It’s easy now to say that Puig should have been with the team on Opening Day and he probably should have, but consider a few facts. Before this April, Puig had had all of 95 minor league plate appearances. After he got sent down, he showed the Dodgers that many of their concerns were valid. He was benched at one point for violating team rules. He was arrested and charged with speeding, reckless driving and driving without proof of insurance.
He missed some time with a thumb injury and, when he did play, he wasn’t exactly tearing up the Southern League, batting .313 with a .383 OBP.
Granted, Puig had made a pretty convincing argument, batting .517 this spring, but the Dodgers had their reasons for sending him out for a little seasoning. Some of those reasons probably haven’t become public, at least not yet.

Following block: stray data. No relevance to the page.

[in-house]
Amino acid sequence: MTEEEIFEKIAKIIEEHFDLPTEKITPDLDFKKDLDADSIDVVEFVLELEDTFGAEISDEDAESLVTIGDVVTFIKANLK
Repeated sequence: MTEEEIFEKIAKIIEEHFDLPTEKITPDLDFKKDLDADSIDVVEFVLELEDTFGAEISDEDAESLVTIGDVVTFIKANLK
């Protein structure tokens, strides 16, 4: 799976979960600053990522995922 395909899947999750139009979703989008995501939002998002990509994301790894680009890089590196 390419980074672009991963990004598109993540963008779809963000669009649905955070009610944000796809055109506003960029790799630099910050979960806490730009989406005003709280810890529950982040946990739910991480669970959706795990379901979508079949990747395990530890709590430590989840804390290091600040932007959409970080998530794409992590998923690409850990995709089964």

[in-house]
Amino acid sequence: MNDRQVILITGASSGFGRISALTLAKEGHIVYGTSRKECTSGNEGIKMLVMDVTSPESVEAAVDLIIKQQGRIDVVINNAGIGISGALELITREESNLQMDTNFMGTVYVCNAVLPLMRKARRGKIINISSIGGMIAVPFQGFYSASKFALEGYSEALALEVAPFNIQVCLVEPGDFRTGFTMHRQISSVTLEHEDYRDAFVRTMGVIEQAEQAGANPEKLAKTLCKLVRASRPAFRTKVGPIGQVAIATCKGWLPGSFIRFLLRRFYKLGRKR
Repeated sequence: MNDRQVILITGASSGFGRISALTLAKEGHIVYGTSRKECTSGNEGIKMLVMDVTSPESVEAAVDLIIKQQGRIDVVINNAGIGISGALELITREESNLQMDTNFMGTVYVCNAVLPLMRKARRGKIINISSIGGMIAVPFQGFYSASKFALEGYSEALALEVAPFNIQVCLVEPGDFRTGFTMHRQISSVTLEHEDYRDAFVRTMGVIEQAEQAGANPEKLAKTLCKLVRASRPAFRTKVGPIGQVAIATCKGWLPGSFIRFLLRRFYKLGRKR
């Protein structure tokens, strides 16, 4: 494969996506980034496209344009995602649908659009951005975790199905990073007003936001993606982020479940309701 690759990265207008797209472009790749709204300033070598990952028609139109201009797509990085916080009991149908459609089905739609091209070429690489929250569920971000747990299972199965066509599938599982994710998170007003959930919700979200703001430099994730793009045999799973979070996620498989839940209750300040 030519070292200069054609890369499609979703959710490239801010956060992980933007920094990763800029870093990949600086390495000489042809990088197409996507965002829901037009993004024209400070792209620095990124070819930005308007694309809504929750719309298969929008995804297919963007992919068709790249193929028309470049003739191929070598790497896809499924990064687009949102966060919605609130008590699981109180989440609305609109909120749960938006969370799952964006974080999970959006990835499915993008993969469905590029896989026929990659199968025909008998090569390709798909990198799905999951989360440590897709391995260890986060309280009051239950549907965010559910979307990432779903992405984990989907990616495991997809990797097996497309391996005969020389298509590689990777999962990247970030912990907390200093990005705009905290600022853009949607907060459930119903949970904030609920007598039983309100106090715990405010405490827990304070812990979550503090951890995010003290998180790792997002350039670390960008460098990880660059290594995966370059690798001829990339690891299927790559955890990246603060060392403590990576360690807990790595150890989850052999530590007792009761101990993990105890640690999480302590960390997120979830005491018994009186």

The League decision was a bit more puzzling when you consider that he had only been a closer for a season-and-a-half in an eight-year career and that Jansen had handled it well last year. Plus, there's the little fact that practically all of Jansen's career numbers are more impressive than League's. He is, in fact, one of the toughest pitchers in baseball to hit.
Still, that decision was made when the Dodgers agreed to pay League $22.5 million for three years. Most teams would have made the guy they were paying to be their closer their closer.
People thought Mattingly was an idiot when the team was losing. Now, he looks like a genius. You can't deny that at this point, his overall leadership and decision-making seem perfectly capable.